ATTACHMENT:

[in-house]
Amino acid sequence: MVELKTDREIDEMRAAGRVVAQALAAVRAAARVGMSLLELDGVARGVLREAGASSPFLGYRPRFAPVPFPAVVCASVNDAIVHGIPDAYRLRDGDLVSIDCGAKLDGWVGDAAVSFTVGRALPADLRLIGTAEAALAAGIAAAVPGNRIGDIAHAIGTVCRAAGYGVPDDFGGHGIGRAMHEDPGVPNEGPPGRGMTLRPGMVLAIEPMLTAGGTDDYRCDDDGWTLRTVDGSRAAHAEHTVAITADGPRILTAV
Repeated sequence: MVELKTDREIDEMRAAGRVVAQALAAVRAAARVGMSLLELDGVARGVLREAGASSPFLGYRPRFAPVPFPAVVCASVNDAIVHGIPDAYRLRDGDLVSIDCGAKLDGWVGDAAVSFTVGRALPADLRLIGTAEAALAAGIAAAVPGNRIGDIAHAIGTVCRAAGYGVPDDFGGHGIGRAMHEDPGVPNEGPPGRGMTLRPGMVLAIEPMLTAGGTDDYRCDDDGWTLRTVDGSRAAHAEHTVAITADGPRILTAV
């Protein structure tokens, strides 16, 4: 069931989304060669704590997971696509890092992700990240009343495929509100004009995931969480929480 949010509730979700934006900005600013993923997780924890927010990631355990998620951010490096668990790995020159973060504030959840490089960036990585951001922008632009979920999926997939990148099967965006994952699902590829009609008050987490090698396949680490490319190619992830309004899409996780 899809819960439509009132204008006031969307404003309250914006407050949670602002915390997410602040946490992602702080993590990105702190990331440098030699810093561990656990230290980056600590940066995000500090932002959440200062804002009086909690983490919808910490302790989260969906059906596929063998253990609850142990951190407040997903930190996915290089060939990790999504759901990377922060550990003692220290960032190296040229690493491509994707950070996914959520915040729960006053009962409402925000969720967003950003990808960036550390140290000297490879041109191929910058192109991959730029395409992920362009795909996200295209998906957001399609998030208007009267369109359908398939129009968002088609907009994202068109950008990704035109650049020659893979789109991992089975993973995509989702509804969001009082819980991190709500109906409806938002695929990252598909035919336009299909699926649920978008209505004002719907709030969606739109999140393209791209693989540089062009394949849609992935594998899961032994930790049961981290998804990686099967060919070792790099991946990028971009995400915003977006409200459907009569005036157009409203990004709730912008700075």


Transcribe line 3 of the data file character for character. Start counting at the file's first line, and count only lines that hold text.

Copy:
Repeated sequence: MVELKTDREIDEMRAAGRVVAQALAAVRAAARVGMSLLELDGVARGVLREAGASSPFLGYRPRFAPVPFPAVVCASVNDAIVHGIPDAYRLRDGDLVSIDCGAKLDGWVGDAAVSFTVGRALPADLRLIGTAEAALAAGIAAAVPGNRIGDIAHAIGTVCRAAGYGVPDDFGGHGIGRAMHEDPGVPNEGPPGRGMTLRPGMVLAIEPMLTAGGTDDYRCDDDGWTLRTVDGSRAAHAEHTVAITADGPRILTAV